In Meg Wolitzer’s new YA novel Belzhar, a group of teenagers packed off to an idyllic boarding school learn that they have the ability to undo their most serious traumas. Their discovery is sparked by a writing assignment in a class on Sylvia Plath. At Slate, Jennifer Ray Morell connects Wolitzer’s novel to Plath’s classic The Bell Jar. Related: our own Hannah Gersen’s interview with biographer Elizabeth Winder.
“We are here to take creative risks and to do the sort of work that commercial broadcasters might be more reluctant to do. But we also have a real responsibility and a requirement to reflect a range of British communities.” Bestill our hearts, the BBC is adapting Vikram Seth's A Suitable Boy as its first period drama with a non-white cast, reports The Telegraph. Our own Lydia Kiesling described Seth's epic as "a spectacularly romantic novel, weddings all over," but noted sadly that "it portends falling in love with the man you can marry, in lieu of the one that you can’t."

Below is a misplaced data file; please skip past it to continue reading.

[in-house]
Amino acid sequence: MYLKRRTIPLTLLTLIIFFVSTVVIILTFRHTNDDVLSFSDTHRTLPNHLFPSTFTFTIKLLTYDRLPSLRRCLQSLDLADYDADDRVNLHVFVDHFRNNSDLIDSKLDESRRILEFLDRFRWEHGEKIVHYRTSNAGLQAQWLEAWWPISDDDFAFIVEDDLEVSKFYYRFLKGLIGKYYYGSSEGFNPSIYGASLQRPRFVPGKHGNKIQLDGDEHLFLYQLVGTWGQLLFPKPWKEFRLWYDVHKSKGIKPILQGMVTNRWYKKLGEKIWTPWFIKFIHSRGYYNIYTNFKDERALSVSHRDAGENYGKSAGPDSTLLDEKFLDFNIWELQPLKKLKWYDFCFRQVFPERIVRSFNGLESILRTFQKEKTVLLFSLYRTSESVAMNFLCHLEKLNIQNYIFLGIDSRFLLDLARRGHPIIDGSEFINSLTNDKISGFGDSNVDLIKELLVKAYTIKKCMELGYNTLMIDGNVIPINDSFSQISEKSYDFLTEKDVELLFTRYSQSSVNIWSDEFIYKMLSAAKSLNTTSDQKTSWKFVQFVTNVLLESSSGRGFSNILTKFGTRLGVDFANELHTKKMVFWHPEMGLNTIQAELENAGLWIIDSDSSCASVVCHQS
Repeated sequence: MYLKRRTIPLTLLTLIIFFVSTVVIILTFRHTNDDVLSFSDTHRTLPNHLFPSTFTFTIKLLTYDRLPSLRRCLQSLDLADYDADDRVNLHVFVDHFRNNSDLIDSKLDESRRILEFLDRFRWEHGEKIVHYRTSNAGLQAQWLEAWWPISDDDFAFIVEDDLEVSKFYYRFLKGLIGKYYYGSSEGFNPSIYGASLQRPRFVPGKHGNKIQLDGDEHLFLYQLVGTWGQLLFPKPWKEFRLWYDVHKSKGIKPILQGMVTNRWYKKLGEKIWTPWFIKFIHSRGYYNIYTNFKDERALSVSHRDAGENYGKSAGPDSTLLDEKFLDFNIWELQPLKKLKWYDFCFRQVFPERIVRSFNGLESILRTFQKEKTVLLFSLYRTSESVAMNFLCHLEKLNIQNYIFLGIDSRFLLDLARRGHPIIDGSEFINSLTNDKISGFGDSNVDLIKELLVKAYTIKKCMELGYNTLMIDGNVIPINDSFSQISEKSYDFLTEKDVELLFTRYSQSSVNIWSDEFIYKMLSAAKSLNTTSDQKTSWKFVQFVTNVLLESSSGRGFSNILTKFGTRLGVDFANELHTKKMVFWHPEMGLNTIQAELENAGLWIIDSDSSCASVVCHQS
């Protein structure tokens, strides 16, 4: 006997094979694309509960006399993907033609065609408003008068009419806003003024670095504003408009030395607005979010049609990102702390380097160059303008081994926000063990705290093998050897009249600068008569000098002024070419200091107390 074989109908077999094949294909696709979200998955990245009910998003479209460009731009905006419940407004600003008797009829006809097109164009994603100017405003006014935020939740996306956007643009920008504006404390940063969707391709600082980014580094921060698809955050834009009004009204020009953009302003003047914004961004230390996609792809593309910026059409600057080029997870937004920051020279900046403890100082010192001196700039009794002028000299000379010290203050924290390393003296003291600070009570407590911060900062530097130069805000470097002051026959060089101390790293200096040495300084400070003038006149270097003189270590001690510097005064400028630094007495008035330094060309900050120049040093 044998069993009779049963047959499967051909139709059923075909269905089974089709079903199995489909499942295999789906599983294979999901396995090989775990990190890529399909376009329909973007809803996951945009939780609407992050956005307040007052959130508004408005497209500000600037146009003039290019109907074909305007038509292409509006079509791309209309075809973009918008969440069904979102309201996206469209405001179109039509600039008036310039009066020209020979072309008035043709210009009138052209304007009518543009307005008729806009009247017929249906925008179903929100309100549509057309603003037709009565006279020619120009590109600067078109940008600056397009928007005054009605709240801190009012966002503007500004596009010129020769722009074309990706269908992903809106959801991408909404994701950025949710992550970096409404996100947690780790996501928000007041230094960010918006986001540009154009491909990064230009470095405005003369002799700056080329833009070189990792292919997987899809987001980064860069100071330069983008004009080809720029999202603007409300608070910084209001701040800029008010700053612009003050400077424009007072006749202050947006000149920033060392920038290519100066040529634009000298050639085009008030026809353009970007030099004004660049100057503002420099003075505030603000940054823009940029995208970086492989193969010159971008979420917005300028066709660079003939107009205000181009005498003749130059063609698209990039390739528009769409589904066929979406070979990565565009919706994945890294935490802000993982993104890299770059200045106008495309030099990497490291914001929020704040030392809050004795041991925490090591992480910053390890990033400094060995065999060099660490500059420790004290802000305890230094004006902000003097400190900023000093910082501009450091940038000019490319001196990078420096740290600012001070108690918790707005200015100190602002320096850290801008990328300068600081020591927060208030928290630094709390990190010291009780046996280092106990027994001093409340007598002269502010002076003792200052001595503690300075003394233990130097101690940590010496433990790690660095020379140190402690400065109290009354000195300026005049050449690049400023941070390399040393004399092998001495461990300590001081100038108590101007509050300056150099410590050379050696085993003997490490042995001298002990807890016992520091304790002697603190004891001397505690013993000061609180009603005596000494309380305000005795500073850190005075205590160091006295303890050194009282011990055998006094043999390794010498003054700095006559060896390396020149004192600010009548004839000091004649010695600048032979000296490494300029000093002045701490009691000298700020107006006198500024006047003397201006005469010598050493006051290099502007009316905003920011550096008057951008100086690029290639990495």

If you know that Patricia Highsmith wrote The Talented Mr. Ripley, you know that she’s an exceptional authority on the workings of the criminal mind. At The Paris Review Daily, Dan Piepenbring digs up an old interview with the author, in which she describes the act of murder as “the opposite of freedom.” You could also read Tana French on Highsmith’s Strangers on a Train.
This graphic account of the uncomfortable on-stage conversation between Roxane Gay and Erica Jong at this year’s Decatur Book Festival comes from MariNaomi over at Electric Literature. Here are a few essays from The Millions that also deal with race, fatherhood, and fiction.